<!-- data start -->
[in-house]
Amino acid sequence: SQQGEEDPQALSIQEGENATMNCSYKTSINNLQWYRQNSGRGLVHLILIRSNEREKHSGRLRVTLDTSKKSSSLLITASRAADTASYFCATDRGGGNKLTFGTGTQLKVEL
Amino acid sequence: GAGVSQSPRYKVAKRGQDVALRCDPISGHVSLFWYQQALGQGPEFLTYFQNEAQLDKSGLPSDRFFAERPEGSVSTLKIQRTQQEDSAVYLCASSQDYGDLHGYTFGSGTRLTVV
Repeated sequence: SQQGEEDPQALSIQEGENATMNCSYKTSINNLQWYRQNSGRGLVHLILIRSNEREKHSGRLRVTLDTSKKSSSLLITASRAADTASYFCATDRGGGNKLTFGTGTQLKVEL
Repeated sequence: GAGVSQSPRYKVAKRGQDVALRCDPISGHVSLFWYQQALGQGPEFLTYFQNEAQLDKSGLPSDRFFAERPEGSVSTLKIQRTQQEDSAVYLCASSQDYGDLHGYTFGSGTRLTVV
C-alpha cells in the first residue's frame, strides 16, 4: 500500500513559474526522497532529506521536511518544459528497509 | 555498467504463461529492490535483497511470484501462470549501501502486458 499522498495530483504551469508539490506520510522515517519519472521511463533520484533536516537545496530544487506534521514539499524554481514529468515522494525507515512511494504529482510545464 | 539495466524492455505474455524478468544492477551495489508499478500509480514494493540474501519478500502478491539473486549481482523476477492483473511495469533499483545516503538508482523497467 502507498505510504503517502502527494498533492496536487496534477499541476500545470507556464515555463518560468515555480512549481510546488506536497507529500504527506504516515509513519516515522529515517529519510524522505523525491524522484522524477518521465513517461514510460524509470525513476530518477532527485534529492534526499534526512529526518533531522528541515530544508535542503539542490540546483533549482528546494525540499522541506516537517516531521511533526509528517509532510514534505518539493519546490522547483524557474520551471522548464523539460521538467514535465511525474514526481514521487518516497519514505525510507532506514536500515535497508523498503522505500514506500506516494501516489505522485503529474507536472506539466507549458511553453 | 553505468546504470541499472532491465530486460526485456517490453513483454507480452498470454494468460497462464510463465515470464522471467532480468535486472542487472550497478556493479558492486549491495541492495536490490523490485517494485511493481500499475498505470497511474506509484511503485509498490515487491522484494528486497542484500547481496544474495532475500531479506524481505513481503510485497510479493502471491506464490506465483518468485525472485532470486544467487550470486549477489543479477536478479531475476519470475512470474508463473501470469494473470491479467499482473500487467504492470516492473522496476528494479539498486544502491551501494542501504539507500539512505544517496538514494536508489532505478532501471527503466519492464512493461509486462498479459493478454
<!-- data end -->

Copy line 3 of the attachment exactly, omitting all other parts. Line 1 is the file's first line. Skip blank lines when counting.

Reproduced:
Amino acid sequence: GAGVSQSPRYKVAKRGQDVALRCDPISGHVSLFWYQQALGQGPEFLTYFQNEAQLDKSGLPSDRFFAERPEGSVSTLKIQRTQQEDSAVYLCASSQDYGDLHGYTFGSGTRLTVV